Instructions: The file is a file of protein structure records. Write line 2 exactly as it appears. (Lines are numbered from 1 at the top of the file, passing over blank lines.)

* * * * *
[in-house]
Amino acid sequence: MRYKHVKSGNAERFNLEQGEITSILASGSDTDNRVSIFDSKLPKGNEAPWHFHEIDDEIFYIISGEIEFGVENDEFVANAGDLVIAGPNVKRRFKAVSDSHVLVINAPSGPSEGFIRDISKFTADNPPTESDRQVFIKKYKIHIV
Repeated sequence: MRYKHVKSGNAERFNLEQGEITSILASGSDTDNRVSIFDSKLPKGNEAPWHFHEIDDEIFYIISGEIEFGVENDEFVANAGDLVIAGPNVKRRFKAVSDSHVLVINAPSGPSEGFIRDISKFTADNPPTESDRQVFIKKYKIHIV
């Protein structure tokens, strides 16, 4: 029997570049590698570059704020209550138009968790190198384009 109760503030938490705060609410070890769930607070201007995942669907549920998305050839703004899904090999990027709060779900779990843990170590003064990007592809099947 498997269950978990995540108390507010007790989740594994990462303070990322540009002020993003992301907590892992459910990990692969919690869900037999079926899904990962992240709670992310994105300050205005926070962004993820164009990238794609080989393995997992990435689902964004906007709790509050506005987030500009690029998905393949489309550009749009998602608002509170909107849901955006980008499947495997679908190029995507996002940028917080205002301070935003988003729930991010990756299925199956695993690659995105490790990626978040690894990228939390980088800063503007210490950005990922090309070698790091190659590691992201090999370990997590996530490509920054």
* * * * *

Amino acid sequence: MRYKHVKSGNAERFNLEQGEITSILASGSDTDNRVSIFDSKLPKGNEAPWHFHEIDDEIFYIISGEIEFGVENDEFVANAGDLVIAGPNVKRRFKAVSDSHVLVINAPSGPSEGFIRDISKFTADNPPTESDRQVFIKKYKIHIV